The Cape Jaffa Lighthouse is a "must see" tourist attraction that is located on the foreshore (Marine Parade).
The lighthouse was originally built out to sea from Cape Jaffa, on the Margaret Brock Reef where is stood for 100 years.
In 1974, the local community, with the help of the National Trust, decided to dismantle the structure and to reassemble it again in Kingston SE.
Guided tours are available during School Holidays and long weekends between 10am and 4pm. Alternatively, arrangements for a tour can be made at the Visitor Information Outlet or by phoning 08) 8767 2033
Work commenced on the 41 metre (134 ft) high structure towards the end of 1868 and was completed for opening on 24th January 1872. This type of lighthouse is known as a Wells Screw Pile and is most durable because of its wrought iron construction and the fact that its narrow foundation piles of 20 cm. diameter provided little resistance to waves.
The designer, G. Wells, submitted the tender that was accepted for the construction of the lighthouse at Cape Jaffa. W.F. King carried the burden on his shoulders as Superintendent of Works.
The contract time limit for the construction was 12 months, but due to adverse weather conditions, etc it took 3 years to complete. A clause in the contract stated that the contractor was liable for £10 damages per day for non completion of any portion of the work within the time limit.
The original 13 screw piles screwed 2.7 metres into the solid reef. The original decking and jetty remains intact and can be seen from this position on clear days. A workshop was originally placed on this decking but was dismantled with the rest of the lighthouse. The bottom 6 metre section of this 36 metre structure was re-built from original specifications. The remainder of the structure has been re-assembled from the original parts.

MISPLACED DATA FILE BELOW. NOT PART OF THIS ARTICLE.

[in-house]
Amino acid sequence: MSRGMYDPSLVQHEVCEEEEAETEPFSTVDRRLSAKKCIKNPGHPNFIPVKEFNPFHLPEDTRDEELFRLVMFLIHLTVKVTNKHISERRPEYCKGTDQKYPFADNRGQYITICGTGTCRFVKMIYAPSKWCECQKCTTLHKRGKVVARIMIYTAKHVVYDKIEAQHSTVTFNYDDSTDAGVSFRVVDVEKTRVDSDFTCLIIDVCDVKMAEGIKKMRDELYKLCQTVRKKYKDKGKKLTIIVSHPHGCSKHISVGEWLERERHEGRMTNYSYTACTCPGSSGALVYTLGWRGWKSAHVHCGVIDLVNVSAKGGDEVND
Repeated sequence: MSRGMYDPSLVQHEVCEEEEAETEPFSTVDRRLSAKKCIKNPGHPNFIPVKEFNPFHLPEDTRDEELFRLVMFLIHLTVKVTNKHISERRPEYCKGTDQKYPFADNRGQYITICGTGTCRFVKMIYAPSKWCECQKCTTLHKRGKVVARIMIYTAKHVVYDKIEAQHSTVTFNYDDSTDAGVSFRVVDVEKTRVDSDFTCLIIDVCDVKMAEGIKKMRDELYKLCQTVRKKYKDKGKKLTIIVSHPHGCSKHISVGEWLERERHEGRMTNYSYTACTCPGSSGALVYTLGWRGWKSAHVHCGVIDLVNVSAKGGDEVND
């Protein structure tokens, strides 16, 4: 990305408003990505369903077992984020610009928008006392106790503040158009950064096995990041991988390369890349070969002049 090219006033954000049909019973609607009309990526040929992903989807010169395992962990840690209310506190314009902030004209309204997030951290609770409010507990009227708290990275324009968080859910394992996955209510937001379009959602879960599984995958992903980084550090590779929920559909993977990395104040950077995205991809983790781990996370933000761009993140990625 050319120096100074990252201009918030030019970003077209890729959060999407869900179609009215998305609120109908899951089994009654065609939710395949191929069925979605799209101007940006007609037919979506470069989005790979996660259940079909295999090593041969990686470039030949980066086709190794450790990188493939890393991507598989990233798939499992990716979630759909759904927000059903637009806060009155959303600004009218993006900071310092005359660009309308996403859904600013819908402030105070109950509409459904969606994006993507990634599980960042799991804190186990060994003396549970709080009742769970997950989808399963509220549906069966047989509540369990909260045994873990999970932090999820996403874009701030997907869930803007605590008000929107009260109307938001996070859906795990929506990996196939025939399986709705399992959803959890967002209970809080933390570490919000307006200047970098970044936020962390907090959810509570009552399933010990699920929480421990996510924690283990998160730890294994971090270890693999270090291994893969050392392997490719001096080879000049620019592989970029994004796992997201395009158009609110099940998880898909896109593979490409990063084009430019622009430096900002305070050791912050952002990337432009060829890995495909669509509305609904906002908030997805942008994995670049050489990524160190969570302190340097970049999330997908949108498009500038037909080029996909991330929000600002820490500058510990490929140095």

The 8 rooms of this dwelling accommodated 2 families and sufficient stores to last for several months. One room was set aside as an office and signal room. For a short period there were 3 families and 11 children living on the lighthouse, but in later years only 2 men lived on the structure. This lighthouse was a weather station until 1973.
The lantern room 3.6 metres in diameter contains the very valuable light apparatus which floats on mercury and is operated on the weighted chain principle of the grandfather clocks. The 142,000 candle power light showed for a distance of 40 km.
The pressure kerosene burner has a single mantle and used approximately 18 litres of kerosene per week. This apparatus was the last of its type to operate in Australia. It operated until 1973. The original burner was a multi-wick burner which was replaced in 1909.
The original cost of the lighthouse was £20,700 and the cost of the light alone was £3,000. All materials were of the highest quality and the lighthouse was assembled in England prior to shipment. Original part numbers can be seen on cast panels in the apparatus room and on the brass sections of the prisms.
During 1974 material began arriving ashore at this site under the direction of the Department of Transport. A helicopter removed the top sections and placed them on shore and the 2,000 ton lighthouse vessel 'Cape Pillar', transported the heavier sections to a point opposite this structure where an amphibious craft ferried the section to this site.
It is the first time in the history of Australia that a lighthouse has been shifted from a site at sea and rebuilt on land. The Kingston Branch of the National Trust undertook the mammoth task of reconstructing the lighthouse.
On the 24th January 1976 the lighthouse was officially handed over to the National Trust of S.A. by the Commonwealth Department of Transport. Approximately 700 attended this function on the same day that it was opened 104 years ago.